VW looks to the future, but faces legal battles from past scandals
Full steam ahead to the future – with electricity: After the diesel scandal, Volkswagen is going on the offensive. But the past is casting a shadow over the future. The legal consequences of the diesel emissions scandal still weigh heavily on the German carmaker.
Pouring billions of investments into the future of cars, charging ahead with an electric car offensive, and with major plans for fully networked vehicles, Volkswagen is dead-set on looking forward. At the same time, the car giant is again heading for record-high deliveries despite setbacks in September and October from complications regarding a new test standard.
All of this could make one nearly forget that the diesel emission scandal involving millions of manipulated diesel engines will keep VW busy for a long time yet. The list of legal battles facing the company is a long one. Here is a breakdown VW’s legal problems:
The diesel emissions scandal has already cost VW a good 27 billion euros (30.5 billion dollars). But the affair has also cost investors a great deal of money, for after US investigators uncovered the fraud in September 2015, VW’s share value plunged. At some points the share had dropped by almost half, and investors suffered huge losses. Now they are demanding compensation. The allegation: VW informed markets too late about the diesel scandal. Test legal proceedings are now under way in the Higher Regional Court in Braunschweig.
The defendants are VW and the company’s chief shareholder Porsche SE. The plaintiff is the investment fund Deka Investment. Plaintiffs are seeking around 9 billion euros in damages, the question being how this is possible. The law says that news reports which can influence a company’s value must immediately be published. The plaintiffs said VW failed to do this. VW counters that there had been no concrete indications until September 18, 2015, when the US environmental protection agency (EPA) went public with its allegations. On September 22 the concern then informed the financial industry.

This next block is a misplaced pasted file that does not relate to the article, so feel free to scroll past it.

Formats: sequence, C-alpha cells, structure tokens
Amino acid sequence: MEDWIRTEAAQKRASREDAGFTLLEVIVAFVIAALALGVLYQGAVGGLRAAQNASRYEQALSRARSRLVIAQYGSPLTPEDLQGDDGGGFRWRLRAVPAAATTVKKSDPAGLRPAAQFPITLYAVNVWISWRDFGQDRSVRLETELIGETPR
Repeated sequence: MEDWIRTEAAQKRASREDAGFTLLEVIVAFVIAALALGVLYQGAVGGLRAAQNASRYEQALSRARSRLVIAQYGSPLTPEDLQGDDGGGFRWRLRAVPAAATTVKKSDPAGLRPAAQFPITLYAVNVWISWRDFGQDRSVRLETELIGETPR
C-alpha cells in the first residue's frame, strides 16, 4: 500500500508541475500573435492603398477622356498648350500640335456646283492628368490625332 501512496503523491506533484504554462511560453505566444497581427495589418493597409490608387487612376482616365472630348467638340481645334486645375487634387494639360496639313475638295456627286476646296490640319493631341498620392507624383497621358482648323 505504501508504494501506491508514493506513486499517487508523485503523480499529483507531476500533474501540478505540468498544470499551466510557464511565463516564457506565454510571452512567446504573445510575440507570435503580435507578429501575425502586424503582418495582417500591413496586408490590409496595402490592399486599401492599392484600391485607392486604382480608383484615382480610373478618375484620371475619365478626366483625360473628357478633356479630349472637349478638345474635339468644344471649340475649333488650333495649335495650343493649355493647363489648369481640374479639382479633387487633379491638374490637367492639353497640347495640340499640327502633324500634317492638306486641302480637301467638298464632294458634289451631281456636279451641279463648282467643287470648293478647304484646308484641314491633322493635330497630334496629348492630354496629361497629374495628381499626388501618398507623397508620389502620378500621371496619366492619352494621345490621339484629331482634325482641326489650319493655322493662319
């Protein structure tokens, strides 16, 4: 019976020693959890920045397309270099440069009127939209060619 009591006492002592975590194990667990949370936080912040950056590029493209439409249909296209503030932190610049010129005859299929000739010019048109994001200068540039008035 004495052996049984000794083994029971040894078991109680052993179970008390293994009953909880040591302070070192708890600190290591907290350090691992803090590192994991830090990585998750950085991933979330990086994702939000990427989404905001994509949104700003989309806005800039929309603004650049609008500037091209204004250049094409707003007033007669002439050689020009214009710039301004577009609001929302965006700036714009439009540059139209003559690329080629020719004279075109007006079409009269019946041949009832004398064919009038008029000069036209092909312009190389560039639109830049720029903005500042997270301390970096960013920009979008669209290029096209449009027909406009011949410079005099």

In the Braunschweig test case proceedings so far, however, Judge Christian Jaede has delivered a preliminary finding that the car giant may have been too late in informing capital markets. He cited VW’s own admission to US authorities on August 19, 2015, about having manipulated its diesel engines. This could have been information with bearing on VW’s share value.
Investigations are underway into VW employees, among them former or current managers. A total of 52 people are being investigated, 42 of them on suspicion of manipulating the software covering nitrous oxide emissions, and six in connection with false carbon dioxide and fuel consumption data. In three cases the issue is market manipulation, and in addition one employee is being investigated for allegedly ordering the erasure of data.
Prosecutors are investigating, among others, former VW chairman Martin Winterkorn as well as the current chairman, Herbert Diess, as well as supervisory board chairman Hans Dieter Poetsch on allegations of market manipulation. Winterkorn additionally is suspected of fraud.
What would have been the case if Volkswagen had had to pay damages to its customers in Europe the way it did those in the United States over the emissions fraud? According to VW, there are some 28,000 proceedings under way involving diesel owners against dealers or manufacturers. Around 9,000 verdicts have been handed down, but complaints by VW customers have remained “largely unsuccessful.” At the Higher Regional Court level there have been 13 verdicts, all of them coming down on the side of the company or its dealerships.
The US law firm Hausfeld, which is representing VW customers, is demanding that the carmaker must take back the registered diesel cars that have the manipulation software. Last March, the district court of Hamburg ruled that a VW dealer must take back a car with the cheating software and give the customer a faultless new car. But the Higher Regional Court of Hamburg disagreed with this and is expected to rule against the suit.
In another case, the District Court of Augsburg ruled that VW must pay a diesel car owner the full purchase price back, plus interest. VW called the ruling “legally erroneous” and said the carmaker would appeal it. “We expect that the ruling before us will be corrected in the appeals process,” VW said. The carmaker said there is no legal foundation for customer complaints. The customers had suffered neither losses nor damage, while the cars had been safe and in running order.
For parties willing to sue, new possibilities opened up in November with the aid of a model proceedings suit. Consumer protection advocates may now file suit against companies on behalf of many affected parties. The Consumer Protection Association wants to use the new instrument to teach VW a lesson, with consumer advocates demanding that diesel owners must be compensated for the loss of the value of their cars. The ultimate goal is getting the full purchase price returned. VW sees little chance for such aims, and warns that those who opt for a model proceedings suit must reckon with years of litigation.
By Thomas Struenkelnberg